Ending a listing early because of low bids can be a mistake for a couple of reasons.  First...Ebay will now charge you Final Value Fees even though the item didn't sell because it's very disappointing to search and find items to bid on and not get a chance to complete the auction.  And, second, because many seasoned buyers use snipe bid programs that bid in the last 20 seconds...and you don't know what they will bid until it's over.  It's not uncommon for the big money players to play last.

Becky

The More You List, The More You Sell! :smileyhappy:
Community Member
Posts: 1
Registered: ‎01-06-2014
Answered
in reply to abrahambazaar
What is the point of an auction if someone pulls their item after the final bid? eBay might as well just have everyone sell their items for a set price.
Community Member
Posts: 1
Registered: ‎12-10-2013
Answered
in reply to abrahambazaar

i have put something on ebay that is worth at least £20 but a bid has gone in for 99p and no one else is bidding for it, i do not want to see it go for anything less than £15 is there any way i can take it off sale?

Community Member
Posts: 1
Registered: ‎11-08-2013
Answered
in reply to abrahambazaar
I think it has been well covered in your responses that per eBay policy, you have to sell the item for whatever the final bid is, no matter how low. If you made a huge mistake, you have decide what is worth more to you: the value of your item or your eBay reputation. If its not that important that you continue selling on EBay, then you can take the hit to your feedback and just not ship the item (plus refund the paid amount and I'd add an apology note since it was not the buyer's fault!) I do sympathize with the situation....it's a novel mistake, and next time I'm sure you'll be adding a higher minimal starting bid!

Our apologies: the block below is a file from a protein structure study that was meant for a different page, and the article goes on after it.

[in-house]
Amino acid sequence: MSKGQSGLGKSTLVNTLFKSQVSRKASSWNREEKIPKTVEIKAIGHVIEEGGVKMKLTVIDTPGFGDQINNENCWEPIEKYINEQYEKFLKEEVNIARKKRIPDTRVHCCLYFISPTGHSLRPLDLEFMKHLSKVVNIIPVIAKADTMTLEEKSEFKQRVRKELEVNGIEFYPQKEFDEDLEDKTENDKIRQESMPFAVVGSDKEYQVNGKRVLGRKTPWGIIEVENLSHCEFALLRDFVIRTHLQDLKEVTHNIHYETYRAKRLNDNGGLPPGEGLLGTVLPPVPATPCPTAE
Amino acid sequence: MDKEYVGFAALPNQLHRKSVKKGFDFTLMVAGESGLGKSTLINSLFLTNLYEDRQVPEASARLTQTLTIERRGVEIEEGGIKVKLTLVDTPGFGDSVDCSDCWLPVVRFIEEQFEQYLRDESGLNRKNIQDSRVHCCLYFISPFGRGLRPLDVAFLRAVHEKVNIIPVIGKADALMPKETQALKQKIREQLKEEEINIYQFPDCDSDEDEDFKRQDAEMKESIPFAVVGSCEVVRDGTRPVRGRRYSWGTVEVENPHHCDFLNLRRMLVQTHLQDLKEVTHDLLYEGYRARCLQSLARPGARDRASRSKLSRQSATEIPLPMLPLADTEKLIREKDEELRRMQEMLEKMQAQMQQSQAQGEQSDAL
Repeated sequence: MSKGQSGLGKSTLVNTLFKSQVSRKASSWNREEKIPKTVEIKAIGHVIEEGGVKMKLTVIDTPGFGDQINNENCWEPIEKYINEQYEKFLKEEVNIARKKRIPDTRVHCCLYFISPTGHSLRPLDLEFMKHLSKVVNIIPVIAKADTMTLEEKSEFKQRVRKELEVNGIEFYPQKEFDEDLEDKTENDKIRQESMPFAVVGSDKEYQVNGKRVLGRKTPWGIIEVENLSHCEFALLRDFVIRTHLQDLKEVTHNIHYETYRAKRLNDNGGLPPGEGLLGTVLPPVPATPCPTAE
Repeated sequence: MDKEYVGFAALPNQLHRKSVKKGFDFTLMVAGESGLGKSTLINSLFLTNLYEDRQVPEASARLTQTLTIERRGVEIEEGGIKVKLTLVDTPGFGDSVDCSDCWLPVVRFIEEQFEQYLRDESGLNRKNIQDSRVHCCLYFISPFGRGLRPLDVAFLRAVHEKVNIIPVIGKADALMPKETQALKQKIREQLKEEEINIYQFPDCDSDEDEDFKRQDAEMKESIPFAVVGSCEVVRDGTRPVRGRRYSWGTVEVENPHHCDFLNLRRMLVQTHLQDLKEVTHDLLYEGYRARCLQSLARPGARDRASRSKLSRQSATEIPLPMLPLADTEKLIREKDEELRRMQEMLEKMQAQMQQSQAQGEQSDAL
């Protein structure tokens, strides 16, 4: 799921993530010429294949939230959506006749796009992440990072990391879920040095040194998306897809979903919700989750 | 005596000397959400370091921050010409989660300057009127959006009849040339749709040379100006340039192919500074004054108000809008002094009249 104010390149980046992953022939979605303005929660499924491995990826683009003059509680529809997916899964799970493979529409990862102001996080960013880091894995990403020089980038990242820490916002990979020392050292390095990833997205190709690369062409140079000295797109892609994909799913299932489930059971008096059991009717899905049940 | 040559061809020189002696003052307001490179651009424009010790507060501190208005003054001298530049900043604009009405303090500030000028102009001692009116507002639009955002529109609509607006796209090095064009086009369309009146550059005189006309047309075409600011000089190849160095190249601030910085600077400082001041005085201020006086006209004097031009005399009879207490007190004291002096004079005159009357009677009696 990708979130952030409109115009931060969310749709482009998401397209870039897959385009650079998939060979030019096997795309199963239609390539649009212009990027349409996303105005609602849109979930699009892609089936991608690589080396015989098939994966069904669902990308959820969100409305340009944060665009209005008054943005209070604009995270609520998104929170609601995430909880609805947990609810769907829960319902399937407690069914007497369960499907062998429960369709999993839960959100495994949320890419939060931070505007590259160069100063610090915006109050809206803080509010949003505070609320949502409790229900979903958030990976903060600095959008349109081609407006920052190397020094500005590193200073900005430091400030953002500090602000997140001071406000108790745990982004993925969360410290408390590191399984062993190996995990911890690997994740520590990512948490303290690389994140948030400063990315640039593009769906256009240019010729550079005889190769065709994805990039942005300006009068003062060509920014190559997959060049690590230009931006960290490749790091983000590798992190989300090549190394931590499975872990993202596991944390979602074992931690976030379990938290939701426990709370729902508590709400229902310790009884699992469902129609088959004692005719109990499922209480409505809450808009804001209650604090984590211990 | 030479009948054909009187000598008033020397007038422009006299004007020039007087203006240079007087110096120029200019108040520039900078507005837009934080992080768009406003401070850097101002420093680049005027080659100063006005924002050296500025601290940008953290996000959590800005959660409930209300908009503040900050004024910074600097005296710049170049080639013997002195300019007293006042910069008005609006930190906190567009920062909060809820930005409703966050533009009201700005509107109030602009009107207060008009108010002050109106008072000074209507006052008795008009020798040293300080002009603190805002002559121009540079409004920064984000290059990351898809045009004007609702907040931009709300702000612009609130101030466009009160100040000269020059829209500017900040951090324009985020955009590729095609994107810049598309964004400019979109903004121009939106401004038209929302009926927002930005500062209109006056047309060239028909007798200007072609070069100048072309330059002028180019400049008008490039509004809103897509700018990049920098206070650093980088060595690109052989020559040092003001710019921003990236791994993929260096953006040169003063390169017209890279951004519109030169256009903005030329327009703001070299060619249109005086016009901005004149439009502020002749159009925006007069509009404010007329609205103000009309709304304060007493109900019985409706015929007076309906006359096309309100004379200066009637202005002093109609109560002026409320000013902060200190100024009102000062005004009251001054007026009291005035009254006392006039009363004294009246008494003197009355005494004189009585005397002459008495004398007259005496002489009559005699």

Community Member
Posts: 1
Registered: ‎03-10-2014
Answered
in reply to abrahambazaar

If I am dissapointed in the bidding of an item I am trying to sell, can I cancel the listing without paying the fees?

ksbasement
Community Member
Posts: 49
Registered: ‎10-11-2009
Answered
in reply to abrahambazaar

Yes, if you have a bid you have to sell. The best thing to do is figure out how much $$ you need to get for the item to cover all the expenses (fees, shipping if it's included), then set your starting price. My way of thinking is the starting price should be the least amount you want to take for the item but will still make $$. Another option is to set a reserve, that way you can start the auction very low & there is a chance that it will get bid up to what you want/reserve price, I do think there is a charge to set a reserve.

Welcome aboard, and good luck.